And we know that many of you who we’ve heard from are thinking, OK, what does this look like over the summer now that we’re continuing on with teletherapy, but we’re trying to infuse our days with summer fun? How do we do that? 

So if you could answer this poll for us, let us know how it’s going for you. So are you working with an OT or not? How are you managing? And then we’ll turn it over to you, Carrie, after we hear from all of our participants. 

Lots of providers, and a provider looking for tips on how to support families. That’s fantastic. And we run the gamut. So that’s perfect. I think your talk will be helpful here. So without further ado, I’m passing it on to you, Carrie. 


Wonderful. Thank you, guys, so much for having me again, Exceptional Lives. I so enjoy our time together. And welcome to all of you professionals and parents who are joining us from across the country. You will notice there’s a little bit of a chainsaw noise that’s just magically appeared outside my window. So one of the side issues to working from your home. But hopefully you’ll be able to hear me loud and clear. And if you have any questions at the end, I’m happy to resolve some of that for you.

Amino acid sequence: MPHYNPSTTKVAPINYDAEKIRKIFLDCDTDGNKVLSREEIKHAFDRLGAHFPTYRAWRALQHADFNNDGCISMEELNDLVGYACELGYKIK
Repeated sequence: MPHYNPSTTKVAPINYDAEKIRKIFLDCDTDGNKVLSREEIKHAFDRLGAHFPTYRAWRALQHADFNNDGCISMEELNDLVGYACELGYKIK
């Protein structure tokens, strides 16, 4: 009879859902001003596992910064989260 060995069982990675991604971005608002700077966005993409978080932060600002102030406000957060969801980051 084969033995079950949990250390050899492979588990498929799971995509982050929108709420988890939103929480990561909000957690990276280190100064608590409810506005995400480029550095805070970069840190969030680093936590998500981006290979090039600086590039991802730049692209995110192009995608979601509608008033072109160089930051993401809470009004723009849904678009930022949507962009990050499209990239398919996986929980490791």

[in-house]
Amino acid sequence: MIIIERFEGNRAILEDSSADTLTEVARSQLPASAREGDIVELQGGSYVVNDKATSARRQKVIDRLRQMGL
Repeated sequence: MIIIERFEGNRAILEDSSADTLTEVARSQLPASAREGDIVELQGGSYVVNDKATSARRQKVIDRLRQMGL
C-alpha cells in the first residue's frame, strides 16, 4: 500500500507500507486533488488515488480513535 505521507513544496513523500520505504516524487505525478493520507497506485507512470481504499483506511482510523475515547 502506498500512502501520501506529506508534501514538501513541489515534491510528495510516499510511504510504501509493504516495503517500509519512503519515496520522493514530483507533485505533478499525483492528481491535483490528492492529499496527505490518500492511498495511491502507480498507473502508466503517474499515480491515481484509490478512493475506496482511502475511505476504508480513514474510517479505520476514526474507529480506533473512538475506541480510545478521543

So yeah, I’m Carrie Alvarado. I’m an occupational therapist. I work in San Antonio, Texas. So wish us luck. But we thought it would be a great idea to, like Julie said, really talk about how do you take some of the philosophies that we use in occupational therapy— even if it’s not within an occupational therapy session itself– how do you infuse some of the philosophies and the strategies that we use in OT to make the most of the time that you have with your child?